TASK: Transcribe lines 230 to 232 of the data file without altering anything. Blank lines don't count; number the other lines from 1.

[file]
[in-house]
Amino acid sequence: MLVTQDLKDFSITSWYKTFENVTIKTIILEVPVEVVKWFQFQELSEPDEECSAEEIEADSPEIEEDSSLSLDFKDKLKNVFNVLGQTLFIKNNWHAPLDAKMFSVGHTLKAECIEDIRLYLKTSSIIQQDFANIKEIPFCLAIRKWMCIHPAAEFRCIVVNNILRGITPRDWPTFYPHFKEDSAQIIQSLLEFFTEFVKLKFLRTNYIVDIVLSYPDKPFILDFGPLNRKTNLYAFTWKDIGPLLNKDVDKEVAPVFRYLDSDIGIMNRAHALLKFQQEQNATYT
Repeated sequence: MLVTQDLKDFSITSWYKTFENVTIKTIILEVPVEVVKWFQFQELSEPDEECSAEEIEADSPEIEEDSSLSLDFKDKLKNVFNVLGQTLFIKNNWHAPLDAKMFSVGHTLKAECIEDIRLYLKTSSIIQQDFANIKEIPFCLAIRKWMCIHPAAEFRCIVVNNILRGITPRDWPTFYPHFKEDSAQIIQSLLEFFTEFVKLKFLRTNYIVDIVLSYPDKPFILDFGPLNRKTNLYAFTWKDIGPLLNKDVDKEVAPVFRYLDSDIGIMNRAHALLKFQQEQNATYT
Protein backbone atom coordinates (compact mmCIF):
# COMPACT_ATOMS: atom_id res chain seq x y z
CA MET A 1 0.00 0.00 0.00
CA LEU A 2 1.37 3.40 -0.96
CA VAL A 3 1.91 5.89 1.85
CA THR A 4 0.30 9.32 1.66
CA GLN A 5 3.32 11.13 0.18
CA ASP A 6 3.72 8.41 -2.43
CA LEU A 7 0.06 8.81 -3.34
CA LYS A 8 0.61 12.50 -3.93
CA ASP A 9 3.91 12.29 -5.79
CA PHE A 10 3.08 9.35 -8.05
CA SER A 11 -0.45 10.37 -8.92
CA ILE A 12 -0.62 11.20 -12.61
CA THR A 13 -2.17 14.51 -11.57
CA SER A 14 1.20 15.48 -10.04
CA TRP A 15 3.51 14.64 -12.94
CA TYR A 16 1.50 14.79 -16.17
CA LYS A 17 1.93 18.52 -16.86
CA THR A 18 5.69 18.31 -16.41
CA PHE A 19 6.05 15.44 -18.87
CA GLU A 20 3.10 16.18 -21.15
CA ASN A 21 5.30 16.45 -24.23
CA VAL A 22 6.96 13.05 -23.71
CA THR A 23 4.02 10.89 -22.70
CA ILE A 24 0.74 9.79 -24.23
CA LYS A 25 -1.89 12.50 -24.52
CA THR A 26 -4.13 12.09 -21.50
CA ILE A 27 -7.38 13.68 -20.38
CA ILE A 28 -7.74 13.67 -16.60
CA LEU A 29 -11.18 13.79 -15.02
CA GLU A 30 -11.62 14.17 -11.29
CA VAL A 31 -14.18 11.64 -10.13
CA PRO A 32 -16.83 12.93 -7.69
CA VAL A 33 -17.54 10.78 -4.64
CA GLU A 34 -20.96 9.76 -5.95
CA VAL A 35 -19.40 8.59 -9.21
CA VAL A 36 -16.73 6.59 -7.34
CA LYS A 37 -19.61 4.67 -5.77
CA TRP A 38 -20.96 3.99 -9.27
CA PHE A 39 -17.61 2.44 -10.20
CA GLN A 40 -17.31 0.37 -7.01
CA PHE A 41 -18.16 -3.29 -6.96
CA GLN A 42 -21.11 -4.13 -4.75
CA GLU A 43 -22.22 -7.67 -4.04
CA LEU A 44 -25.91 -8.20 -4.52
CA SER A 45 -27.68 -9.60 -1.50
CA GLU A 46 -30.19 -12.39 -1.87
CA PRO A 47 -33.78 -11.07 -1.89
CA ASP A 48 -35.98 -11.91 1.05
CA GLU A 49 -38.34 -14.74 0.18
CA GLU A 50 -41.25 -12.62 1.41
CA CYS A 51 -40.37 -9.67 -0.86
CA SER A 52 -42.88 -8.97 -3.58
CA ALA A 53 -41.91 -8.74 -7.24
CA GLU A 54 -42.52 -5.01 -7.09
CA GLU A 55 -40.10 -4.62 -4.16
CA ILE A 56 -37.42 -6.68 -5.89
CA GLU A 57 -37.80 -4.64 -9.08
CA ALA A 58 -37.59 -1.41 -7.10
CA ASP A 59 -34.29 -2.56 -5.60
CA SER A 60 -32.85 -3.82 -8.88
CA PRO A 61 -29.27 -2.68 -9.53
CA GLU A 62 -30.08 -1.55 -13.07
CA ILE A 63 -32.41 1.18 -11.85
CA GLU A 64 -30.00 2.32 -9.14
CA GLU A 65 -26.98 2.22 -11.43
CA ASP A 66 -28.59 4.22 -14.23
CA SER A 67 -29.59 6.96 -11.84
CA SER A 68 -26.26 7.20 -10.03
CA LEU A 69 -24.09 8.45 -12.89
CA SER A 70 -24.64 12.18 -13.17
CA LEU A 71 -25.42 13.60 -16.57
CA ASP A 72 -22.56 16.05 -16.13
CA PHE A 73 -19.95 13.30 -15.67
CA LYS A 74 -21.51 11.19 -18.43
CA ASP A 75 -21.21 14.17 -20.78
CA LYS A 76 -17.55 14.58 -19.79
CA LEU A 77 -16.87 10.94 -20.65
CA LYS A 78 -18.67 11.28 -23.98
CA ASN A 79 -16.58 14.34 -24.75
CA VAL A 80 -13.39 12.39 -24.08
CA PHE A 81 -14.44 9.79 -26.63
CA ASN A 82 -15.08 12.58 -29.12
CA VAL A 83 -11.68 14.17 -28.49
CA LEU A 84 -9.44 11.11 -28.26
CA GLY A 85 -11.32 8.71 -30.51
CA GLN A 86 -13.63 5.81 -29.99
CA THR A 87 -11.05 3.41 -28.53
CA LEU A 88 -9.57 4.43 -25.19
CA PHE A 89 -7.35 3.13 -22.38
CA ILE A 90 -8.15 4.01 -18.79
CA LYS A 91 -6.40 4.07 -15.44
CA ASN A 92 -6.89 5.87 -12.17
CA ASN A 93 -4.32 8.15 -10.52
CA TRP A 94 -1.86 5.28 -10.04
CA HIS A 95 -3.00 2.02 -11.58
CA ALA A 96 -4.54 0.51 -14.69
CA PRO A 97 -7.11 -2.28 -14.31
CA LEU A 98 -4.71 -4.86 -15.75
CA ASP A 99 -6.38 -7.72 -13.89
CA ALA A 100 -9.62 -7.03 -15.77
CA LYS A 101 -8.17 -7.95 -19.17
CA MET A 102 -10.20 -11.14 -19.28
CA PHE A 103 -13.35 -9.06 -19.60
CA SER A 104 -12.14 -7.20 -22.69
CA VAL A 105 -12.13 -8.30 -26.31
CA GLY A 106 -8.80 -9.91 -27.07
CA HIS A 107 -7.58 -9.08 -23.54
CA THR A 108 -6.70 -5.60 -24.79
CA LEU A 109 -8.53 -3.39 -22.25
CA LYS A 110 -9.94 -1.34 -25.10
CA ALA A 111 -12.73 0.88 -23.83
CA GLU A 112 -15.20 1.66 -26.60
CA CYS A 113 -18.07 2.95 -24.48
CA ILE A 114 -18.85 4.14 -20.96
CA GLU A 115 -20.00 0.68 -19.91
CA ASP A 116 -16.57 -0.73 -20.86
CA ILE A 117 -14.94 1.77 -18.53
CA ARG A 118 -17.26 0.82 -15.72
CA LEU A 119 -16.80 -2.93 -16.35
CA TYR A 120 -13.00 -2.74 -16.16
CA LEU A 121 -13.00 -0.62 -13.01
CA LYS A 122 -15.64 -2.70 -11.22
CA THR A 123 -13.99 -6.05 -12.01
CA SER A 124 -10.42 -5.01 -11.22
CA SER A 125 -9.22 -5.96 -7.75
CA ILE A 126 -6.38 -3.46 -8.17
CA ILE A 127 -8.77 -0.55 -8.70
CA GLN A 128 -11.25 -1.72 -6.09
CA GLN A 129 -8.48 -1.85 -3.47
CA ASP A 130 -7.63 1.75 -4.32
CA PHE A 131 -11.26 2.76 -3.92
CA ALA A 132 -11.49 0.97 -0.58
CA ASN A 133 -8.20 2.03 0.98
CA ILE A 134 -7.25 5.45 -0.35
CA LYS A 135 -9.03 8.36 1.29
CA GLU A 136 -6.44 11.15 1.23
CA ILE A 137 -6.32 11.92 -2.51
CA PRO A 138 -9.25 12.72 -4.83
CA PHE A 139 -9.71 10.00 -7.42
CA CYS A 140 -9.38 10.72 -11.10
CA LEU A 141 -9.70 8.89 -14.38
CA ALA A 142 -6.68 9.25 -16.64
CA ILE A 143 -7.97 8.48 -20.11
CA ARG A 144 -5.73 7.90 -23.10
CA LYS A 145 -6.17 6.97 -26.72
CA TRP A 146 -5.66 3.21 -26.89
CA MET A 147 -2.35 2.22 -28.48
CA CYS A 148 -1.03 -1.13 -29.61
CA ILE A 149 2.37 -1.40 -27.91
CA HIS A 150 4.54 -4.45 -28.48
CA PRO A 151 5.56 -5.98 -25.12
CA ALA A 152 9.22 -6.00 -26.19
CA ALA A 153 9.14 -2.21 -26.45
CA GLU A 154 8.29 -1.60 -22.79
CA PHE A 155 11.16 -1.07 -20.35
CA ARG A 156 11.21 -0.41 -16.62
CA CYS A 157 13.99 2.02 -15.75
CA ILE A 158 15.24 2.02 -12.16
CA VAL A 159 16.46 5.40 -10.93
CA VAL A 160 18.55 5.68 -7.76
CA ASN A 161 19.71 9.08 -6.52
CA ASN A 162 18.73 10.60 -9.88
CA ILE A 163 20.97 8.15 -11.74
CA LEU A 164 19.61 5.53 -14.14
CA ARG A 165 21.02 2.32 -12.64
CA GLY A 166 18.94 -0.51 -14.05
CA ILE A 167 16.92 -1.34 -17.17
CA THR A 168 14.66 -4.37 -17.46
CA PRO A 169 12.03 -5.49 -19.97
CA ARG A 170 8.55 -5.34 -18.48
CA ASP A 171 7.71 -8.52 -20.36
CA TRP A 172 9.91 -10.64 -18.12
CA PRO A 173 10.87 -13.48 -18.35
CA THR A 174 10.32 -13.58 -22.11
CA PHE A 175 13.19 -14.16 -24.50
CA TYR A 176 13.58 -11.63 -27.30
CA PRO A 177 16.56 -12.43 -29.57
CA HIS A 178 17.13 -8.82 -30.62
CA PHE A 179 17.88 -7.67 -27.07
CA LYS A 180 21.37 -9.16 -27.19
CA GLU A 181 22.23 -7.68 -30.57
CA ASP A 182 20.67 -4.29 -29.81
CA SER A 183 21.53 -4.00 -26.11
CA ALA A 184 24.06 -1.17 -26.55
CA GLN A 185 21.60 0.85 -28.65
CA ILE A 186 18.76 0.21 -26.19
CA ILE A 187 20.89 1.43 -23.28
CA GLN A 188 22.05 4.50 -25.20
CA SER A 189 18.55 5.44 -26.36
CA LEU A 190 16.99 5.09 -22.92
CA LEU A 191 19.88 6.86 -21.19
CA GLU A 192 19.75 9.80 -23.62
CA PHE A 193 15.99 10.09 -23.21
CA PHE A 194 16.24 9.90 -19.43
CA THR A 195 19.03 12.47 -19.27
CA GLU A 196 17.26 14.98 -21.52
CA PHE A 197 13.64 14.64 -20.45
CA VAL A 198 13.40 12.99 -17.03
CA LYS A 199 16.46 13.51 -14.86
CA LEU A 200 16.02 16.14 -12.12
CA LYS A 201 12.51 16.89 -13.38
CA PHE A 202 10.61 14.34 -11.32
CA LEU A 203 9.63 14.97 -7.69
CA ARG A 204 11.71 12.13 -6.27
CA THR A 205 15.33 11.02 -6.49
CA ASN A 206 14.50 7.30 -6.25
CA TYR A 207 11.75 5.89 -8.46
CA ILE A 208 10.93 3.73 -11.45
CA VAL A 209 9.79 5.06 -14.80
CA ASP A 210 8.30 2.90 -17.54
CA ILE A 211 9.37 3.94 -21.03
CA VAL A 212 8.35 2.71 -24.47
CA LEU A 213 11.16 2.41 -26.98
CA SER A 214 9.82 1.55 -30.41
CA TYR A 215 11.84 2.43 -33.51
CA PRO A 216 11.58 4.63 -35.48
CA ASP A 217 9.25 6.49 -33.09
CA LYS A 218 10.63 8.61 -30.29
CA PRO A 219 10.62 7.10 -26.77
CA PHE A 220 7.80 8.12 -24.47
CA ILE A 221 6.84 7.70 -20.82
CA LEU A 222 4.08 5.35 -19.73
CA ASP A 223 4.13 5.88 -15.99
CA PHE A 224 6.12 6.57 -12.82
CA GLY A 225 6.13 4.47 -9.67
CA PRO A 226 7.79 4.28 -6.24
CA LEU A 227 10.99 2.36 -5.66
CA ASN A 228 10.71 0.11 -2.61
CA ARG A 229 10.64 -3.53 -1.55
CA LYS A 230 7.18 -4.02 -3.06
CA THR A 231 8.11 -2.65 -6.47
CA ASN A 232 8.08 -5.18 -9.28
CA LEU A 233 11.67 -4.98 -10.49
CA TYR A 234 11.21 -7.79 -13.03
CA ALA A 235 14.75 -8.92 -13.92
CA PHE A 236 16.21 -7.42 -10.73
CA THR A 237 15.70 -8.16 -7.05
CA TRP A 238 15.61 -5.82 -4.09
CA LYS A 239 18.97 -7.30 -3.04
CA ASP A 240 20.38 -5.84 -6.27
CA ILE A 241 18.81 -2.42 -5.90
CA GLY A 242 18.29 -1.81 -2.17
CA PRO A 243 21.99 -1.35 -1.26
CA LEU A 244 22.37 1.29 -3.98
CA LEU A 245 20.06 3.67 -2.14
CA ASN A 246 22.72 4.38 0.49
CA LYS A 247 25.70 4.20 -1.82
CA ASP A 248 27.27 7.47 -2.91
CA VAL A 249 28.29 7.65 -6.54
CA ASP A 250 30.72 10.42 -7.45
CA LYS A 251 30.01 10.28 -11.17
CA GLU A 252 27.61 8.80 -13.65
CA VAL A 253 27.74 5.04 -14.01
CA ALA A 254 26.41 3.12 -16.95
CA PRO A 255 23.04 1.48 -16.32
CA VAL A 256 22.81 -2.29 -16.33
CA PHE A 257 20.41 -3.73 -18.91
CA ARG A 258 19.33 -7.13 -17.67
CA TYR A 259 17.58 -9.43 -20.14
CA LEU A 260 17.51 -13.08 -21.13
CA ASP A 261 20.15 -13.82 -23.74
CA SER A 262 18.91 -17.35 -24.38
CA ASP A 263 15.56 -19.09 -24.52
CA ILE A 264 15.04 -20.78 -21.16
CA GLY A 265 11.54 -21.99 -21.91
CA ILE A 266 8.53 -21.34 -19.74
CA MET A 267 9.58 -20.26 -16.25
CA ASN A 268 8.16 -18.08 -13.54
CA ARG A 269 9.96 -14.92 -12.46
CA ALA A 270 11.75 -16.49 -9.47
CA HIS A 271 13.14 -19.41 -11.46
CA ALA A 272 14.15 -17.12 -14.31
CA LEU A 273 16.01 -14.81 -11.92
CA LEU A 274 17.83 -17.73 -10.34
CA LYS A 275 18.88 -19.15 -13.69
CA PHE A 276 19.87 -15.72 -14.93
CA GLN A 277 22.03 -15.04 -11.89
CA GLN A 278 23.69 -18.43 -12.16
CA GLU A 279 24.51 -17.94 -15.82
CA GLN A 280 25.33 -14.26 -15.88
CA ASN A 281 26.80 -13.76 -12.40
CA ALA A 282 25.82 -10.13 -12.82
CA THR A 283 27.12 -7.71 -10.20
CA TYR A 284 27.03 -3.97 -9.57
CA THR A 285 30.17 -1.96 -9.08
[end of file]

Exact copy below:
CA GLY A 225 6.13 4.47 -9.67
CA PRO A 226 7.79 4.28 -6.24
CA LEU A 227 10.99 2.36 -5.66